Pedal-powered recycling program allows low-income communities to turn waste into value

Wecyclers cargo bikeAlong with helping neighborhoods to clean up unmanaged waste, Wecyclers also enables people in low-income communities to turn waste into value through an incentive program.

In most modern cities, we don't have to worry so much about what to do with our waste (though we should be doing our part to reduce it), because we have waste management infrastructures in place to take care of everything from picking it up at the curb to sorting it to properly disposing of it or recycling it. However, in many parts of the developing world, waste management systems can be so overburdened that it can create an 'urban waste crisis', leading to not only unsanitary living conditions for the residents (and in the waterways of others who live downstream), but also contributes to their psychological stress due to the urban blight it creates.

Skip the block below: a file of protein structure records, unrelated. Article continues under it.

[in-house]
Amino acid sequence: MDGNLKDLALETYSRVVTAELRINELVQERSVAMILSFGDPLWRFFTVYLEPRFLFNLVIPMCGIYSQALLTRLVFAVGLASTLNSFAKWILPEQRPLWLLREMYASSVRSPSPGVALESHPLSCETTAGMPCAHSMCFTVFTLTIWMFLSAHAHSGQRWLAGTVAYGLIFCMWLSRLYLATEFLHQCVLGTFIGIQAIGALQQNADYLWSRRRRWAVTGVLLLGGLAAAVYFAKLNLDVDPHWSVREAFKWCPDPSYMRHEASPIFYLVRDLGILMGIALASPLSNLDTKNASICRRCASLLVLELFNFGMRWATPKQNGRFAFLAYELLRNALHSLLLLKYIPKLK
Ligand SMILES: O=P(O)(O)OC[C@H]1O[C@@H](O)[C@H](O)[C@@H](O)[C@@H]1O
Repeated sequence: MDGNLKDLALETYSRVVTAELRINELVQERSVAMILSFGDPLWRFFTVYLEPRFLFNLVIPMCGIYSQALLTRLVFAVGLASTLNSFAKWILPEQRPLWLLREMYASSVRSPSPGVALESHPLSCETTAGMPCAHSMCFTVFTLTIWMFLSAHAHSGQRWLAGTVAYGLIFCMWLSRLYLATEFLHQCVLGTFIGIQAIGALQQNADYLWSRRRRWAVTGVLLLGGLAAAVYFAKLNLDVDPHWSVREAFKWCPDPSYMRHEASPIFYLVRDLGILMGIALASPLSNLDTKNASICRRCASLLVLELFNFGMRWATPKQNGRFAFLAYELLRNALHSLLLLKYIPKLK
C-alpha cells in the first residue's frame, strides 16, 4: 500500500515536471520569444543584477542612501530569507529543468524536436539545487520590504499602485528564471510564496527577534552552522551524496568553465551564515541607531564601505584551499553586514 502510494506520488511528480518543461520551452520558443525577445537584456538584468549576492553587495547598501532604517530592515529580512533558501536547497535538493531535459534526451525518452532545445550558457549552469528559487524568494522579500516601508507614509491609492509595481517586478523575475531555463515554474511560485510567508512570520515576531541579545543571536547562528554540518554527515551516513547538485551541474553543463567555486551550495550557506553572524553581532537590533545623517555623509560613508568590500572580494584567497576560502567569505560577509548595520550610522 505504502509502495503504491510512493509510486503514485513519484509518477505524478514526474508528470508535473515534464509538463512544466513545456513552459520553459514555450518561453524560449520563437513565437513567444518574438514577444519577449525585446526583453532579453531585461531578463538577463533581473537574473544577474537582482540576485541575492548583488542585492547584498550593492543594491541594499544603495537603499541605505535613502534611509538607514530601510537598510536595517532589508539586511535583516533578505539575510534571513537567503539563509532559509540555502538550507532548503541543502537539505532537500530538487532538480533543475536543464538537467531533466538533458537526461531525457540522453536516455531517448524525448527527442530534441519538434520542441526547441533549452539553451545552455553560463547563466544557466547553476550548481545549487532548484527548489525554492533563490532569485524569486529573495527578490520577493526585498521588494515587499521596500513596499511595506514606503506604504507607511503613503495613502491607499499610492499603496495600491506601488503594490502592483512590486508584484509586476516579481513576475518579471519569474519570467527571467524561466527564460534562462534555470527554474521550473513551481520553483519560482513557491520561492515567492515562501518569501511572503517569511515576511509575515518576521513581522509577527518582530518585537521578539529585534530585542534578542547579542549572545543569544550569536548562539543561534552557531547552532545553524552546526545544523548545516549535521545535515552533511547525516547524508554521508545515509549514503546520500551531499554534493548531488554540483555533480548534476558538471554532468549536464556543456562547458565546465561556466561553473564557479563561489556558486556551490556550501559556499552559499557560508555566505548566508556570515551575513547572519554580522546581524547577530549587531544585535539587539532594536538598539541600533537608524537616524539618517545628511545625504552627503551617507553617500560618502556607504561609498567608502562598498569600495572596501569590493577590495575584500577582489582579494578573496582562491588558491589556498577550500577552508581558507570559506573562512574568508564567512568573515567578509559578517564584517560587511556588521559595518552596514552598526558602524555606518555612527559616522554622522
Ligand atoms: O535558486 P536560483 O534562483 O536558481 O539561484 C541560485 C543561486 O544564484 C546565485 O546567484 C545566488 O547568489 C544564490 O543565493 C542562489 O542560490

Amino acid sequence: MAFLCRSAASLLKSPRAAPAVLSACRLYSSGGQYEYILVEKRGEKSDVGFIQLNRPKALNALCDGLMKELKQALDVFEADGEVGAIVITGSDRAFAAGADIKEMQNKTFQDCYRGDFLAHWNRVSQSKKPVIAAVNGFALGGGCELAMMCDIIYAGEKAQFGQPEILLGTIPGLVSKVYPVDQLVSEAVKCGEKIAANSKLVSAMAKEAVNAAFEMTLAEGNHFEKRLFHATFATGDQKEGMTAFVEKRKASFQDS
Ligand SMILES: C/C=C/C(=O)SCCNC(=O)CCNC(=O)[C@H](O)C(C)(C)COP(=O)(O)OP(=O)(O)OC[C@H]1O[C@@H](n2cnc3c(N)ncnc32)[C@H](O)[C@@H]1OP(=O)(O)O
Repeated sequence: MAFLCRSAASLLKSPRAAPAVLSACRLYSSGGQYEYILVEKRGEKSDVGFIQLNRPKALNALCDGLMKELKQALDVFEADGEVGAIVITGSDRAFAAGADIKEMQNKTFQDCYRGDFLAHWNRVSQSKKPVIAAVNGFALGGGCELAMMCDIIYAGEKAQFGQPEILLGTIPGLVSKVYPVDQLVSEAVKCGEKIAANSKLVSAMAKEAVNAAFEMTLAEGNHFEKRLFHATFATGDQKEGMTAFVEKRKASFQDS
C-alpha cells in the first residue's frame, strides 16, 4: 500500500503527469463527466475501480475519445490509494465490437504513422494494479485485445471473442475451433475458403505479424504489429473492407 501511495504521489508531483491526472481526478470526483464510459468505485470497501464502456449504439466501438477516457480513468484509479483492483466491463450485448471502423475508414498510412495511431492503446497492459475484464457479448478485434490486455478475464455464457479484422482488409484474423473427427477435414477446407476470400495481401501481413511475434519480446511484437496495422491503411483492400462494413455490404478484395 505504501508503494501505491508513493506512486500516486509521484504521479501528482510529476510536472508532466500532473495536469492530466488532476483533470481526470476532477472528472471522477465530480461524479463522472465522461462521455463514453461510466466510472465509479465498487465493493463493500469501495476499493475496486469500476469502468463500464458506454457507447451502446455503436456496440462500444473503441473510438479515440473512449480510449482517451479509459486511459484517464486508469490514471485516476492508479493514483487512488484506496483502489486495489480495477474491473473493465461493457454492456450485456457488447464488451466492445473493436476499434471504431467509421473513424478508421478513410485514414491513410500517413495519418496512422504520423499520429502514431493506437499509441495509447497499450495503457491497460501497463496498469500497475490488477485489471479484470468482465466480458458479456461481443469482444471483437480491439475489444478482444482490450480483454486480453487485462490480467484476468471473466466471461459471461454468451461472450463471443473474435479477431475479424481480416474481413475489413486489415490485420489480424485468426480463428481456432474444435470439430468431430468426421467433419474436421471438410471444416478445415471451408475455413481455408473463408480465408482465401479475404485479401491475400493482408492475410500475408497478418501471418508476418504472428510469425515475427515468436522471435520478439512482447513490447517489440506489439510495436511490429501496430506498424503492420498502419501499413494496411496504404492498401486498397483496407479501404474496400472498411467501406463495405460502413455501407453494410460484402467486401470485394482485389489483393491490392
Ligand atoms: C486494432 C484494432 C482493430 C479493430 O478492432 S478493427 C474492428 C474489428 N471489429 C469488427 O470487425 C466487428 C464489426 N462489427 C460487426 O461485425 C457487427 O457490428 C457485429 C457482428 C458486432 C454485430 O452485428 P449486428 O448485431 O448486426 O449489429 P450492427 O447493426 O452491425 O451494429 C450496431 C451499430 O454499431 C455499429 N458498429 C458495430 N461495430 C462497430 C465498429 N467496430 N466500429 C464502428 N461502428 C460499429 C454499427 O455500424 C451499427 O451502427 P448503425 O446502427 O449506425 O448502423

One solution, which took top honors in this year's Sustainia Awards, is currently in place in Lagos, Nigeria, and uses a household recycling service with a rewards program to solve the urban waste challenge, effectively letting low-income earn useful goods from the waste in their communities.

Wecyclers uses a fleet of cargo bikes to provide a convenient household recycling service for those living in densely populated low-income neighborhoods in Lagos, where only about 40% of the garbage in this city of 18 million people gets collected. The program is tackling the unmanaged waste situation by connecting it to the needs of recycling firms in the city, many of which are under capacity and suffer from supply constraints due to an inadequate stock of materials to process.

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